The potential role of podocysts in perpetuation of the common jellyfish Aurelia aurita s.l. (Cnidaria: Scyphozoa) in anthropogenically perturbed coastal waters
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Common moon jellyfish, Aurelia spp. bloom seasonally in eutrophic or polluted coastal waters around the world. We hypothesized that podocysts, a part of asexual reproduction of the benthic polyps, were important in perpetuating populations of Aurelia aurita s.l. in anthropogenically perturbed waters. We examined the effects of temperature, salinity, dissolved oxygen concentrations, and food on the encystment and excystment of A. aurita podocysts. Podocysts were formed only by unfed or poorly-fed polyps (≤4.8 μg C polyp−1 day−1), indicating that starvation was the primary cause of encystment, while increased temperatures accelerated podocyst production rate. Encystment was never induced by changed salinity (15–32) or dissolved oxygen concentration (1–5 mg O2 l−1). Excystment occurred only when podocysts were returned to 19°C from 28°C and to oxic waters from hypoxic (0.2–1.0 mg O2 l−1). The podocysts were capable of surviving for up to 3.2 year. Histology revealed that newly-formed podocysts contained rich organic reserves (e.g., carbohydrate, protein, and lipid) that were gradually consumed while encysted. Podocysts may contribute minimally to increasing A. aurita polyp abundance, but they can insure maintenance of the population in adverse environmental conditions and in predator attacks. Podocysts may also enable the population to extend to areas where polyp survival is marginal.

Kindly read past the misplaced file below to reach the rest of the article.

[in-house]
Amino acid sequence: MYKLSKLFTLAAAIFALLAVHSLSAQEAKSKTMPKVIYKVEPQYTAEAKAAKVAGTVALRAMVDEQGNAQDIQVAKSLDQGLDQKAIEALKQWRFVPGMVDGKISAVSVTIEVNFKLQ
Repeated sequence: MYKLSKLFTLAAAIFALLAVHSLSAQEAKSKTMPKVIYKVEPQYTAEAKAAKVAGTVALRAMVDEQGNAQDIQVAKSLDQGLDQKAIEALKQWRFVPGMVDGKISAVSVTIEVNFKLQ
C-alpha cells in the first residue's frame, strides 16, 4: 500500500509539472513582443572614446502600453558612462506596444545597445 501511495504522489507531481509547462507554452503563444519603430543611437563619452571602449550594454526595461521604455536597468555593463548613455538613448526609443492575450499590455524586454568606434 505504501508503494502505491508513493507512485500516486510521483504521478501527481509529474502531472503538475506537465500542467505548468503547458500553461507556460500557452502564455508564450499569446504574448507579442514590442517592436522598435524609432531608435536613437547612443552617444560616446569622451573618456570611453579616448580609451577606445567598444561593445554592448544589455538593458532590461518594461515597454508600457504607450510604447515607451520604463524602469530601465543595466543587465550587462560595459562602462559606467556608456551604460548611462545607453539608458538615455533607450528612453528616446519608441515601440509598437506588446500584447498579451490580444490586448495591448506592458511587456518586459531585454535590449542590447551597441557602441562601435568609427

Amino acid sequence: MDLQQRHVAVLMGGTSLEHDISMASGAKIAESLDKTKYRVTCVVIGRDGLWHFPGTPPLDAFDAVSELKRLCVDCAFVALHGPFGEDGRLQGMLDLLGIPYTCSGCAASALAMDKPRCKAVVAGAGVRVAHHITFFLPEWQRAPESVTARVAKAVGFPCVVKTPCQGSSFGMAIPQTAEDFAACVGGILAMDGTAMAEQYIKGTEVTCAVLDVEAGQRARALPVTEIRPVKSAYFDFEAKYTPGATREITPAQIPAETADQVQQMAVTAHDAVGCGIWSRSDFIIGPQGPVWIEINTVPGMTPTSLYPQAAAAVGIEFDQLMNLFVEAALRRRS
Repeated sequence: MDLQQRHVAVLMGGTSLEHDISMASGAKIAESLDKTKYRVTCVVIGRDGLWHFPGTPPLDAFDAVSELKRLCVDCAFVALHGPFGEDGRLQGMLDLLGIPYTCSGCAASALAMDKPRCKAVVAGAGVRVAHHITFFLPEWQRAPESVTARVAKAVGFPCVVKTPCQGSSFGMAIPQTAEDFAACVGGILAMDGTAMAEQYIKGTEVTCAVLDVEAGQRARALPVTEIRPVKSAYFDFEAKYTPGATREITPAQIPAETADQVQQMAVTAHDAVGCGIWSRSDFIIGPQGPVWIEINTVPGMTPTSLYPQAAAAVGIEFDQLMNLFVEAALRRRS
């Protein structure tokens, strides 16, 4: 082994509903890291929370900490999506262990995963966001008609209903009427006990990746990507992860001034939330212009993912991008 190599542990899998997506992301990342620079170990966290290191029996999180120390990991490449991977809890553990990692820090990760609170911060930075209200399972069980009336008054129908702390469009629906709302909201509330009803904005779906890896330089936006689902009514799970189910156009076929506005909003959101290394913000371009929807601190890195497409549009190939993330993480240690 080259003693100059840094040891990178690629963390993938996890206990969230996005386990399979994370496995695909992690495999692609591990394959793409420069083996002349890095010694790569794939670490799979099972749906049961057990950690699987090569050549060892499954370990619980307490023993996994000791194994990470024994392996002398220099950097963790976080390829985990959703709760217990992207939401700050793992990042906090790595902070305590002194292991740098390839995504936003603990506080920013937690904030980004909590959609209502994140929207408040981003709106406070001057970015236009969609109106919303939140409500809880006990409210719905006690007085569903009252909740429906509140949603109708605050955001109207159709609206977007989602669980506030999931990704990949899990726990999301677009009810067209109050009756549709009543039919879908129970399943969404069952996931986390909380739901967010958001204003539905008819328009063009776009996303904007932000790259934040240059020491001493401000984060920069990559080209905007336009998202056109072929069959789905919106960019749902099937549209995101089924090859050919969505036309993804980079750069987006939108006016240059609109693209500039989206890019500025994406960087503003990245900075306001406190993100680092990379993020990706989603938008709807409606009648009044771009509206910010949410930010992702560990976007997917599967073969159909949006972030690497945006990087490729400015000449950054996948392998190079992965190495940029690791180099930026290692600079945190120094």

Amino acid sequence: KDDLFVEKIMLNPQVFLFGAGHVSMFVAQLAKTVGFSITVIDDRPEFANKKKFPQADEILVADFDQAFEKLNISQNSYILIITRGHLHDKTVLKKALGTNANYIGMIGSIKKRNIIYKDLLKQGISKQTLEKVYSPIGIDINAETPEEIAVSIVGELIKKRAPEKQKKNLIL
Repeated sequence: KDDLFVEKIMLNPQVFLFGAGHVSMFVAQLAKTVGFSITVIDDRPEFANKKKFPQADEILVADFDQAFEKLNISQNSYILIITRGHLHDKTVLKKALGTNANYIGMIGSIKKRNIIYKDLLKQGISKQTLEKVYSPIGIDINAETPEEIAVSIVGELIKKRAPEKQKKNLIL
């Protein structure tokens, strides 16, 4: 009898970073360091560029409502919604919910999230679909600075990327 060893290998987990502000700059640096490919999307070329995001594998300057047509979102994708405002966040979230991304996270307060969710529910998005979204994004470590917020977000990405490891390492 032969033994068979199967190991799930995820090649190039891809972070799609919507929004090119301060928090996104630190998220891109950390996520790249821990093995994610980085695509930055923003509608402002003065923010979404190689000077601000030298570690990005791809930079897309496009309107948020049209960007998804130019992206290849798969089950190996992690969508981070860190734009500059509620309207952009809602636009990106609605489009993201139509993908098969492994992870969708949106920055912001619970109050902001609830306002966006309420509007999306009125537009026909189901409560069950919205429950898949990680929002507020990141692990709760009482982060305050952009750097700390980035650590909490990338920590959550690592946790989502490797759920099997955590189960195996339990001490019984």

KeywordsTemperature Salinity Predation Starvation Dissolved oxygen Dormant stage
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We thank Masato Kawahara and Chang-Hoon Han for their help with the experiments. English of the early manuscript was edited by the Sea Pen Scientific Writing, LLC. This work was partially supported by a research grant from the Agriculture, Forestry and Fisheries Research Council (POMAL-STOPJELLY Project).
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